Due to characteristic American impatient righteousness and to domestic political pressures that reduce our discourse to an apoplectic cacophony, US diplomacy has been reduced to half-hearted, moralizing lectures to the rest of the world accompanied by the threat of unilateral use of force to police the international order. US officials swear that they value international norms, but they are too impatient to bolster and follow those same norms and institutions when crisis strikes.

When it comes to Syria, then, it should be no surprise that world leaders are unable to even begin building an international consensus. They’ve failed even at aligning their own constituents behind them. Prime Minister David Cameron of the UK put the question of military intervention in Syria to a parliamentary vote, but made little effort toward building support. Unsurprisingly, he was rebuked,  with even his own party deserting him. And President Obama has now publicly thrown the gauntlet down in what seemed much like a huffy taunt, daring Congress to shy from the righteous path he has chosen. The coming debate is unlikely to create clear consensus, much less enhance the credibility of the American position on the world stage. Tellingly, the two parties are so petulantly estranged that they even took their briefings on the situation separately.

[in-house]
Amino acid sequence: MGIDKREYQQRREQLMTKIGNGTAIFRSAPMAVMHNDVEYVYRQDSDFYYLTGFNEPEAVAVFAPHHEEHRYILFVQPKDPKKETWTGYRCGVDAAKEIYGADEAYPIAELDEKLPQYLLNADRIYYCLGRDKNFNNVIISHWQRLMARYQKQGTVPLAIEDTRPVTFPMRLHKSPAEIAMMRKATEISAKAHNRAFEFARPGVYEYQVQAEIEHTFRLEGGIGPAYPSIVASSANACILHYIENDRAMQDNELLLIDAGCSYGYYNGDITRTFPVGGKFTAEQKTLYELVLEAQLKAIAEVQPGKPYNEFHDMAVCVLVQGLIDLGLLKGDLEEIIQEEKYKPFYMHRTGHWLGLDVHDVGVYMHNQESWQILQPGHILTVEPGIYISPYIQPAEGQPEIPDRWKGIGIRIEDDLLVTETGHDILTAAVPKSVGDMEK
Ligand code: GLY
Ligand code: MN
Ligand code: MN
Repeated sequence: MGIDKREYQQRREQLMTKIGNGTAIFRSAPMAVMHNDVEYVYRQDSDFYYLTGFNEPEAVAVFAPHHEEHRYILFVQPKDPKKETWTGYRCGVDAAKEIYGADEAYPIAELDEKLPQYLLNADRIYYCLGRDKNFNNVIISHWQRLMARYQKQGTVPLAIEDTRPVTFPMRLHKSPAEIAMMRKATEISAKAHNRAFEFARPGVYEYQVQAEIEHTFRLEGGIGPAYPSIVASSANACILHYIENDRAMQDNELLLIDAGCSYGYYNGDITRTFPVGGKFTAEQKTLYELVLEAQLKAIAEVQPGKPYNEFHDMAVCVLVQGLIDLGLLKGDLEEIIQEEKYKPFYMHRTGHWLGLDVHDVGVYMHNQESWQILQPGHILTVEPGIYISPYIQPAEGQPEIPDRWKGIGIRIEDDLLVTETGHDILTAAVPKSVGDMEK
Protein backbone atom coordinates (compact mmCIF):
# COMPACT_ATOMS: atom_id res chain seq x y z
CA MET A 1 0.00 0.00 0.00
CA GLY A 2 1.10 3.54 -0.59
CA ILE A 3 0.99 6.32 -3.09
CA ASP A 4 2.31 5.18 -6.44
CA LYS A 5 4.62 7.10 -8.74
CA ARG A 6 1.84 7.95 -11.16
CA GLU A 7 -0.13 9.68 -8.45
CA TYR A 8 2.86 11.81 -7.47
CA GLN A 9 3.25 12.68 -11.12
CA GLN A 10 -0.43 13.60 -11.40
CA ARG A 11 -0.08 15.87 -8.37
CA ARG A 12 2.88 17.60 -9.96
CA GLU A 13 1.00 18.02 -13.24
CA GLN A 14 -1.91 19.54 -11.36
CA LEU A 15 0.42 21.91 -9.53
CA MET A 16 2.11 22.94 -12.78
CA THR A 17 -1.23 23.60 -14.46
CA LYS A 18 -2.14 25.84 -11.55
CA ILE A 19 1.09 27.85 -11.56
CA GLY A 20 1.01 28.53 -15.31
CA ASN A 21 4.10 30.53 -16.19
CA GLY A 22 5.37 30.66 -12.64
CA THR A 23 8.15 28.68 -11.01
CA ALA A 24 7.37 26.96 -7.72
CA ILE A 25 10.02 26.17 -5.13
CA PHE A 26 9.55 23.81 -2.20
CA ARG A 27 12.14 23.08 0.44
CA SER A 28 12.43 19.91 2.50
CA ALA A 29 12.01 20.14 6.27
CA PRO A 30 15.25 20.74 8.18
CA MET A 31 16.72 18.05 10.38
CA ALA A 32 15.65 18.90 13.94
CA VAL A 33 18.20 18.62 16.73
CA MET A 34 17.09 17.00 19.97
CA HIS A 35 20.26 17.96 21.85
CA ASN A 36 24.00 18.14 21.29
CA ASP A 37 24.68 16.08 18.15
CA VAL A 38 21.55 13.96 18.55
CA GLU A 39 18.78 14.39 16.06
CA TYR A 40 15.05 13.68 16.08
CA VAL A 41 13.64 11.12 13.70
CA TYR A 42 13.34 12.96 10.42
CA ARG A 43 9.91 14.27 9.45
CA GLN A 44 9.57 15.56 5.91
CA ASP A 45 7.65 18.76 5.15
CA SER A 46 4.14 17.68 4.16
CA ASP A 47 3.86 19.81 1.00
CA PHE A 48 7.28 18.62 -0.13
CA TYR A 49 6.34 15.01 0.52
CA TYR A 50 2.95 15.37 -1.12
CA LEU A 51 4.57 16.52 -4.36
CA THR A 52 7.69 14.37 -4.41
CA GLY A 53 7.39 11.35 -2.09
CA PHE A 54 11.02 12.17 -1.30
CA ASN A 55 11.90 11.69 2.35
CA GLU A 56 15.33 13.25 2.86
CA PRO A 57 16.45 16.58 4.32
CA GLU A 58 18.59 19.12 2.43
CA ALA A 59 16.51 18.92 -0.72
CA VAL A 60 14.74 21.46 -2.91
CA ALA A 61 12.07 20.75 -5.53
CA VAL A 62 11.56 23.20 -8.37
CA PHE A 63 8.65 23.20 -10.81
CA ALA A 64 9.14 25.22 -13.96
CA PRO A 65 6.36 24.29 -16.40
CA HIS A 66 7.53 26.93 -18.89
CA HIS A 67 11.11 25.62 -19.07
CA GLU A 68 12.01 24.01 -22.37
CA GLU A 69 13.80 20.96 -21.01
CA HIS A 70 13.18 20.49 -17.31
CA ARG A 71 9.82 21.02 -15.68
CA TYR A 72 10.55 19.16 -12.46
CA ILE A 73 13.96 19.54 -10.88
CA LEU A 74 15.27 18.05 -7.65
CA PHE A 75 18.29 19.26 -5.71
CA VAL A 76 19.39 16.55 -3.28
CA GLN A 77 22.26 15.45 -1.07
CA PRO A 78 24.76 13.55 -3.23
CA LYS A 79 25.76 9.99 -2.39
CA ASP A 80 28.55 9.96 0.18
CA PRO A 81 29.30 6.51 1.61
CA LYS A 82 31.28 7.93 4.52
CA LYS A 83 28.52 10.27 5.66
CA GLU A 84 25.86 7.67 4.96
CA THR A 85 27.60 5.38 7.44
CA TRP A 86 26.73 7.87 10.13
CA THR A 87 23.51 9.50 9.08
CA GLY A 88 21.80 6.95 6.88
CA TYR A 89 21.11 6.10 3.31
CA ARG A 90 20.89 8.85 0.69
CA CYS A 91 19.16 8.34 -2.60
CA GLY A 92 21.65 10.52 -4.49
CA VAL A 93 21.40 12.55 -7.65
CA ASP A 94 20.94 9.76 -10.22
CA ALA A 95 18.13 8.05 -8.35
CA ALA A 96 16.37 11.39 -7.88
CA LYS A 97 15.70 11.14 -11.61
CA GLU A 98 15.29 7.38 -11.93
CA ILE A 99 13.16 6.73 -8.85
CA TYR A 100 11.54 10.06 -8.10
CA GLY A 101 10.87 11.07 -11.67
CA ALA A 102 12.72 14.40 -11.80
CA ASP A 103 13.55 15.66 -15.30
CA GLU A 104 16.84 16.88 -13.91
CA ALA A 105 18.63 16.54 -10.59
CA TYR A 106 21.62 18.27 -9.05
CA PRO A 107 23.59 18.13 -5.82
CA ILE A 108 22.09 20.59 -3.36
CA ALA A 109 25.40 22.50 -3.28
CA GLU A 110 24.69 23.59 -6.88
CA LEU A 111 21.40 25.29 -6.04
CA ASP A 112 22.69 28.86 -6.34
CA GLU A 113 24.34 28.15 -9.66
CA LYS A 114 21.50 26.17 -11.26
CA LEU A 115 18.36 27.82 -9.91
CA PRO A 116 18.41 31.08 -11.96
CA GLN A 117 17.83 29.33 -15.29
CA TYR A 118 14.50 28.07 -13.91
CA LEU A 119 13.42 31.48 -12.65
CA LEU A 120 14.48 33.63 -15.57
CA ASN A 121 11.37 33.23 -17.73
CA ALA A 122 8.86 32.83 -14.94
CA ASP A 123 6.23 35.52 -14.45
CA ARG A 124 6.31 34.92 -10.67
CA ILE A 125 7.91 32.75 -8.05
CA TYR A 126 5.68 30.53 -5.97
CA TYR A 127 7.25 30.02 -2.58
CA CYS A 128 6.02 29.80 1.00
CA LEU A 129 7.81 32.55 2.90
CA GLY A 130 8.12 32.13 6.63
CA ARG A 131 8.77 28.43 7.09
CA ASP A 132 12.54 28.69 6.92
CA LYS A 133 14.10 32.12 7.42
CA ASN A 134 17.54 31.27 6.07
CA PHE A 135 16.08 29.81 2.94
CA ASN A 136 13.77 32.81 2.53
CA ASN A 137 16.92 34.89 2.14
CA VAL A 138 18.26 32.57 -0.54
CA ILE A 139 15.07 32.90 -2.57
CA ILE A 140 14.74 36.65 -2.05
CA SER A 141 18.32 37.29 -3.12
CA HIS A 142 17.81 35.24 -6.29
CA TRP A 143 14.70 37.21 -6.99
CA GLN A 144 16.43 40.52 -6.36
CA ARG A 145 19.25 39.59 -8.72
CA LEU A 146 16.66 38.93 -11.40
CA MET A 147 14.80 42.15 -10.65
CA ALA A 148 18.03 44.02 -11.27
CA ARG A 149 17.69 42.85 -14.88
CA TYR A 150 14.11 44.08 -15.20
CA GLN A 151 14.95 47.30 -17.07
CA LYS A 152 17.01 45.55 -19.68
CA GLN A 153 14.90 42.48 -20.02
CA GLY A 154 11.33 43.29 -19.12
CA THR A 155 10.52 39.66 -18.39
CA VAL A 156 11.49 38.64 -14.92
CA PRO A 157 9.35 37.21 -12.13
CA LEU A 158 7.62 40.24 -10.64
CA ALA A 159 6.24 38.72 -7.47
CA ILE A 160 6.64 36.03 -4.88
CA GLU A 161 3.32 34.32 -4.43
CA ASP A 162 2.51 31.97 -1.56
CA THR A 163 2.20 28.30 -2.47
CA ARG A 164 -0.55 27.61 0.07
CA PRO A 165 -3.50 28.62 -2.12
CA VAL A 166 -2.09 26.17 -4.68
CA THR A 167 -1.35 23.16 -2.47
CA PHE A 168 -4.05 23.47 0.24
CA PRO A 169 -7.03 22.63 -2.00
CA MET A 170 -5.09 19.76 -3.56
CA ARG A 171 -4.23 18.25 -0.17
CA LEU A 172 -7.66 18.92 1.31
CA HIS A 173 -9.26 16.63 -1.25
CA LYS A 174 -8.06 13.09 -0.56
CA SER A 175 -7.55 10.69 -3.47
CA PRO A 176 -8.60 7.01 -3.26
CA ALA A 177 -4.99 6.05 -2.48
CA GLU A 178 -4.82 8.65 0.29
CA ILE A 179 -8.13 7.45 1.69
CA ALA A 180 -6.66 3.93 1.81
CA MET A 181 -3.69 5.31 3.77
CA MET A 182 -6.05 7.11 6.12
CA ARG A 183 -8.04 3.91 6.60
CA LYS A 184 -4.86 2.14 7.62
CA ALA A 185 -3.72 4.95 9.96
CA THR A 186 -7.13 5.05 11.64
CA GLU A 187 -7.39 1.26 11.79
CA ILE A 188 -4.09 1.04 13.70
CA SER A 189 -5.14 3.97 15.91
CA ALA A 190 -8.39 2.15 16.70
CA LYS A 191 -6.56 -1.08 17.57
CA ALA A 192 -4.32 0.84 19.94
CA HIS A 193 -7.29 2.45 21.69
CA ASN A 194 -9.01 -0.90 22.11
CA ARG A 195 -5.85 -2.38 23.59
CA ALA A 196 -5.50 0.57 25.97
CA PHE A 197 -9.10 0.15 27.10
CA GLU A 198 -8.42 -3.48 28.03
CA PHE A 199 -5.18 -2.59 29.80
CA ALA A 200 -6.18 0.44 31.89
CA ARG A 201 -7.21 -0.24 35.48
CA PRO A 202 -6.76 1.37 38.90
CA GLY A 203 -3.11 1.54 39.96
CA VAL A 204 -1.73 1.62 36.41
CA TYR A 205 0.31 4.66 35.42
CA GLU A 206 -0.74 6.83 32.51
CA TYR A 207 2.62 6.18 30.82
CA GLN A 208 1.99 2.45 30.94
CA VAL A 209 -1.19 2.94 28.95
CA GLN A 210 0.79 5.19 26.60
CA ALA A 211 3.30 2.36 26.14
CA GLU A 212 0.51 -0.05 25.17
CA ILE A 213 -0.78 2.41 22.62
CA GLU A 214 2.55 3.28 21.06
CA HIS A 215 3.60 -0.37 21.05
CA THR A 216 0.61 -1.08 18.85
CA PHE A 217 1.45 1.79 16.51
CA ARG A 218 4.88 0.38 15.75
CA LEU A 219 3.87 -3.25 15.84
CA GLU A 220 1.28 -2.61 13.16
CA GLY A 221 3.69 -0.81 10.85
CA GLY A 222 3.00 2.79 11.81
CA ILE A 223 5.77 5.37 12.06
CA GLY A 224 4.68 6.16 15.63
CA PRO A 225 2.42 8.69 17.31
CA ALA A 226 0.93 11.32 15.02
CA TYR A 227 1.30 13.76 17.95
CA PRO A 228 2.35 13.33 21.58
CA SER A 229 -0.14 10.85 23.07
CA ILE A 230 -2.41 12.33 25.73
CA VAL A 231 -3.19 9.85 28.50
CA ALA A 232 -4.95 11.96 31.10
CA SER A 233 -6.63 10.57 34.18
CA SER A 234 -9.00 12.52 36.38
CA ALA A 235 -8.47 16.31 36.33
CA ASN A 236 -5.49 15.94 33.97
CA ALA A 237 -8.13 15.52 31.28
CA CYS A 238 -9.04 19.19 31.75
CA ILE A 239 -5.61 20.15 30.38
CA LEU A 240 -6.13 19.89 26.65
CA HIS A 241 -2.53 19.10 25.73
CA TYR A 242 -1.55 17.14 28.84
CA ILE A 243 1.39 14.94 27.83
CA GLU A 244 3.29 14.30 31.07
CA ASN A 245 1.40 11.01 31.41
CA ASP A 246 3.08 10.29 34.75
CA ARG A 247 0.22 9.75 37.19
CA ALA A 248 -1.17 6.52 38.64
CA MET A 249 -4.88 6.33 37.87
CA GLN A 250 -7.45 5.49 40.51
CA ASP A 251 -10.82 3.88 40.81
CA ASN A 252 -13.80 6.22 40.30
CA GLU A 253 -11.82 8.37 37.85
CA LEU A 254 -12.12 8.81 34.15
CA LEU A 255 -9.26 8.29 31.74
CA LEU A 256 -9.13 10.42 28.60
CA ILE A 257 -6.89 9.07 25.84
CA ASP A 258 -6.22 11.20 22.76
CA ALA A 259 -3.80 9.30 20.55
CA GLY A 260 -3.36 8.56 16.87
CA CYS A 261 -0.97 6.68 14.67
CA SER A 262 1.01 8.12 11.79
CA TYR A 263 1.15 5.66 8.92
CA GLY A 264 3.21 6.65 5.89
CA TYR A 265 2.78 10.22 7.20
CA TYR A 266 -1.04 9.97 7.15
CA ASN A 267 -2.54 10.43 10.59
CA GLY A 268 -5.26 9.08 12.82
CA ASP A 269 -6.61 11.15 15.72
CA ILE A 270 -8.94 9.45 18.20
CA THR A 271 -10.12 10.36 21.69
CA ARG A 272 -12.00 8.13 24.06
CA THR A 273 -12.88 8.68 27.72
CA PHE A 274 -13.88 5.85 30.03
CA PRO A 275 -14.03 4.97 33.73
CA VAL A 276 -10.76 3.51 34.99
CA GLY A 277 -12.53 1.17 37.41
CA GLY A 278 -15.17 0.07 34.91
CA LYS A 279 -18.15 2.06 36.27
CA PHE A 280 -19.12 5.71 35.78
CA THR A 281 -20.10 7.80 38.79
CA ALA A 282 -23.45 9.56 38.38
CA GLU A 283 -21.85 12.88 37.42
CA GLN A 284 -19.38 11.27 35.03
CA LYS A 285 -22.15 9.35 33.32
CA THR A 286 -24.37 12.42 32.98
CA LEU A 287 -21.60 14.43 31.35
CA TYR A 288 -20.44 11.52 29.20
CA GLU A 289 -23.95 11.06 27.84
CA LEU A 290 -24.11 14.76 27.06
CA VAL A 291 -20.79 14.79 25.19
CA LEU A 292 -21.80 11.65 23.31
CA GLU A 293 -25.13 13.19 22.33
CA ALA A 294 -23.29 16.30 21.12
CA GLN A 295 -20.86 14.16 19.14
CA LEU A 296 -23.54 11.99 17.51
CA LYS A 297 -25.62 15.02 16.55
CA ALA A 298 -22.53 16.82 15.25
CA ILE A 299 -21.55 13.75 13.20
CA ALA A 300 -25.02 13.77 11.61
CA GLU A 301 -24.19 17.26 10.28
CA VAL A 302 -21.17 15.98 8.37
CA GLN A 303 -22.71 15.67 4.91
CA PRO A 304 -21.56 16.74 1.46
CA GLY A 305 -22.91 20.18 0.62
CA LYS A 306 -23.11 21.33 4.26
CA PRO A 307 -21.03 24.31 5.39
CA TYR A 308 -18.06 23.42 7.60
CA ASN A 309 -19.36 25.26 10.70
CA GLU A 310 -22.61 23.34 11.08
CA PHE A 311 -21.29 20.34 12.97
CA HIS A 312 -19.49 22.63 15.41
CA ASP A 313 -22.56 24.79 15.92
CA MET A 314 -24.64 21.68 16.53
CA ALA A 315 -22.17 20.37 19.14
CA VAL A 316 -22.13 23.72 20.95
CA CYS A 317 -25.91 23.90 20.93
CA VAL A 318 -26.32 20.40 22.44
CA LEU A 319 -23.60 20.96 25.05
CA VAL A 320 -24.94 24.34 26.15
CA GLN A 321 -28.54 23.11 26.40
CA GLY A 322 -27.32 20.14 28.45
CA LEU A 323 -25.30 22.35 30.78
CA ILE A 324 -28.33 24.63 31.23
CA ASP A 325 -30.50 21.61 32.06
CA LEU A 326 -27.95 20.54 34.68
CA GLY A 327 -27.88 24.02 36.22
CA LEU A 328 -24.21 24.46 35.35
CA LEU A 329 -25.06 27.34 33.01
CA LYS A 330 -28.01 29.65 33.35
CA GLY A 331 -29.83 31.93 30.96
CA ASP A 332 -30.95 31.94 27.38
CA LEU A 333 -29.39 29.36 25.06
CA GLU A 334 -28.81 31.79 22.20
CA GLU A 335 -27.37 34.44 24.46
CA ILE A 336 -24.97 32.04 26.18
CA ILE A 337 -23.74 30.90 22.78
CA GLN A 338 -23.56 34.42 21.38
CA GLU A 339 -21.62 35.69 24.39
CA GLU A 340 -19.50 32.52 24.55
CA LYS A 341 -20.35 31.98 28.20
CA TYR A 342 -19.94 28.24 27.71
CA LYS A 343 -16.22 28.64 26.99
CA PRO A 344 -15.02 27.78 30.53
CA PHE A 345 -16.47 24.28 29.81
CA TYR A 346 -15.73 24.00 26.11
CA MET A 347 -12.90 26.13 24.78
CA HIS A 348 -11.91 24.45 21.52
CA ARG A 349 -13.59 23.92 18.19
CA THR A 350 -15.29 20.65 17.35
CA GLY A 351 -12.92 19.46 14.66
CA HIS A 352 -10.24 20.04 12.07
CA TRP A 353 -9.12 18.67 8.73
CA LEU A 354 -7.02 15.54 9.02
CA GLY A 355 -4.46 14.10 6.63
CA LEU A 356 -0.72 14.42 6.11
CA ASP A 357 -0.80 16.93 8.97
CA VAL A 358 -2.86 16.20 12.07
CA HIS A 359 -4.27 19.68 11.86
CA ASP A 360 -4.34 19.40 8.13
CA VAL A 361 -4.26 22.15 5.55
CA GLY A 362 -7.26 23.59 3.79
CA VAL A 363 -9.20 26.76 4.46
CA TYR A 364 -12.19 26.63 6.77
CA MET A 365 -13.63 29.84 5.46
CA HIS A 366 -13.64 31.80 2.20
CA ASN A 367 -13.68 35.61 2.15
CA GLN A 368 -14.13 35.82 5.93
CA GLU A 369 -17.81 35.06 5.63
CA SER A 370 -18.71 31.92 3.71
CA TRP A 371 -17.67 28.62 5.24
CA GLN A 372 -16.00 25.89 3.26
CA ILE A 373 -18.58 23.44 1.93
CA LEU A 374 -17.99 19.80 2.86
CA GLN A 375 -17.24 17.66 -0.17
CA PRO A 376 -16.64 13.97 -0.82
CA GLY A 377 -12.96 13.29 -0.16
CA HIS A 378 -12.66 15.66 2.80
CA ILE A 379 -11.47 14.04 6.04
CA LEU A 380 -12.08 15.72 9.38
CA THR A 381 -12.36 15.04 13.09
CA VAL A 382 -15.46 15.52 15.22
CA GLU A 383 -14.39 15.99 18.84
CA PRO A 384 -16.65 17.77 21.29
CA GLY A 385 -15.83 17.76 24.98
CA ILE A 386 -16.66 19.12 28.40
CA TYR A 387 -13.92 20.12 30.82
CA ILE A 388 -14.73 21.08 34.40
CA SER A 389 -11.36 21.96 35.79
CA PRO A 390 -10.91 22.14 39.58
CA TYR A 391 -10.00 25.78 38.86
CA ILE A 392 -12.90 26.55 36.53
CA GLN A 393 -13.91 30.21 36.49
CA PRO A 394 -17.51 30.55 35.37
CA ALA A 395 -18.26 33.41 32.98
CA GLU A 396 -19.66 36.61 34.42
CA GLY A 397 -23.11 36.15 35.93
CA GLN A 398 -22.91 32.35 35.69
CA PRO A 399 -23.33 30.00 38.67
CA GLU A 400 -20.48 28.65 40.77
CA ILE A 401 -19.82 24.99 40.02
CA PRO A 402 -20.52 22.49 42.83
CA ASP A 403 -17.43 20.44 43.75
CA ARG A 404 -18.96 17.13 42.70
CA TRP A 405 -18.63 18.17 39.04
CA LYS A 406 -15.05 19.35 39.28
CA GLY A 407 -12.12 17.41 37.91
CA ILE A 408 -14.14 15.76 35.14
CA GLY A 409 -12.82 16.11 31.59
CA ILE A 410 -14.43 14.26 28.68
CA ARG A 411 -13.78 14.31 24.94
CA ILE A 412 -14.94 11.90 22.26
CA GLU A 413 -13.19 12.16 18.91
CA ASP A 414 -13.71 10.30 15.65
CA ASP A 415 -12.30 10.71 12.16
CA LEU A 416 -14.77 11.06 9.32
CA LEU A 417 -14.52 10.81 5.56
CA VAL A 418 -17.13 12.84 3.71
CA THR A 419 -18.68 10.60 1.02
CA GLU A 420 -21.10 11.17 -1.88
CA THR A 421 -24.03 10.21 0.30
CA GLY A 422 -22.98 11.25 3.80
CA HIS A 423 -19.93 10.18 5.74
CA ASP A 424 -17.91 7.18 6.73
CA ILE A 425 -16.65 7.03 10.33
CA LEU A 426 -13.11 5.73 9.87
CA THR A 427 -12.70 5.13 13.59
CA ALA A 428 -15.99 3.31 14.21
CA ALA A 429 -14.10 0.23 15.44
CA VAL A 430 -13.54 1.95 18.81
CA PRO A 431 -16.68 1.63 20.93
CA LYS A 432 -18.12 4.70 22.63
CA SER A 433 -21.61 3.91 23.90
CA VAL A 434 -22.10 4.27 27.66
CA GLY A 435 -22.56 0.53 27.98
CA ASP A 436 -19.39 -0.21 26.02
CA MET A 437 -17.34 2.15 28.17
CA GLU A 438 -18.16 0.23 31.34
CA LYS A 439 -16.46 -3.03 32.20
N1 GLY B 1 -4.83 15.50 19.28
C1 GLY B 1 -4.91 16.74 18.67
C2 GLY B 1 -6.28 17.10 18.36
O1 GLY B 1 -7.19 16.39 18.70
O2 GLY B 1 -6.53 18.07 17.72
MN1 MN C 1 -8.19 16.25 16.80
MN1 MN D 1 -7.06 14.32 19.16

It is high time that the US foreign policy elites clamored for something other than war. It is time not only to seek to uphold international norms, but also to follow and nurture them. It is time for the US to realize that it cannot go it alone, and cannot lead by pushing. Rather, it must lead by building consensus and doing the patient, slow, grating work of diplomacy. It will take a good deal of time to heal the wounds created by more than a decade of trampling all over the rest of the world. Indeed, it is precisely because of American unilateralism that there is no consensus to be found today when a dictator inflicts atrocities upon his people. Yet, as grave as the toll is in Syria, rushing into another unilateral action (that will solve nothing militarily, by the way) will only deepen and prolong the harm done to international norms and institutions. The next crisis may be even more critical to core US national interests. The community that US policy-makers find on that dark day will be the one that they either cultivate or further alienate today.


Peter J. Munson is responsible for preventive services and global crisis management for a private sector corporation, coming to this position after his retirement from the US Marine Corps in 2013. He is a Middle East specialist with professional proficiency in Arabic. Munson is the author of two books: “War, Welfare & Democracy: Rethinking America’s Quest for the End of History” and “Iraq in Transition: The Legacy of Dictatorship and the Prospects for Democracy.”